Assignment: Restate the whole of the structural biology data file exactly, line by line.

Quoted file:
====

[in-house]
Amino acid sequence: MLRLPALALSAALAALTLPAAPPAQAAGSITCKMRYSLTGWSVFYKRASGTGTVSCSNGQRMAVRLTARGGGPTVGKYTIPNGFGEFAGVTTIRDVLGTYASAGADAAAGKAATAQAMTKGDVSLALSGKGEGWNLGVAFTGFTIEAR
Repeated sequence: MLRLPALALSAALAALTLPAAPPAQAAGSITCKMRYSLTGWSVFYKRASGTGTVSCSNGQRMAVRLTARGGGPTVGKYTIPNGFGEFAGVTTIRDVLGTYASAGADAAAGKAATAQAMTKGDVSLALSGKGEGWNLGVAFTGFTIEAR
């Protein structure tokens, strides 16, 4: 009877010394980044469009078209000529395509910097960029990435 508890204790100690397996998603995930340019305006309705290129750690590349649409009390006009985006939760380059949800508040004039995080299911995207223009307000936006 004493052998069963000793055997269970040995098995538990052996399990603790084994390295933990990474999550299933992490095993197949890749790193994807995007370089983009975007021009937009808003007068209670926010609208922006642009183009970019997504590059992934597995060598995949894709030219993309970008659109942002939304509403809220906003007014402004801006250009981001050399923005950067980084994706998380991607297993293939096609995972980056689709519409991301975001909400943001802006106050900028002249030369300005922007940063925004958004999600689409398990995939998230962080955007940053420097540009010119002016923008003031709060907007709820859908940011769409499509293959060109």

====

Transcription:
[in-house]
Amino acid sequence: MLRLPALALSAALAALTLPAAPPAQAAGSITCKMRYSLTGWSVFYKRASGTGTVSCSNGQRMAVRLTARGGGPTVGKYTIPNGFGEFAGVTTIRDVLGTYASAGADAAAGKAATAQAMTKGDVSLALSGKGEGWNLGVAFTGFTIEAR
Repeated sequence: MLRLPALALSAALAALTLPAAPPAQAAGSITCKMRYSLTGWSVFYKRASGTGTVSCSNGQRMAVRLTARGGGPTVGKYTIPNGFGEFAGVTTIRDVLGTYASAGADAAAGKAATAQAMTKGDVSLALSGKGEGWNLGVAFTGFTIEAR
């Protein structure tokens, strides 16, 4: 009877010394980044469009078209000529395509910097960029990435 508890204790100690397996998603995930340019305006309705290129750690590349649409009390006009985006939760380059949800508040004039995080299911995207223009307000936006 004493052998069963000793055997269970040995098995538990052996399990603790084994390295933990990474999550299933992490095993197949890749790193994807995007370089983009975007021009937009808003007068209670926010609208922006642009183009970019997504590059992934597995060598995949894709030219993309970008659109942002939304509403809220906003007014402004801006250009981001050399923005950067980084994706998380991607297993293939096609995972980056689709519409991301975001909400943001802006106050900028002249030369300005922007940063925004958004999600689409398990995939998230962080955007940053420097540009010119002016923008003031709060907007709820859908940011769409499509293959060109």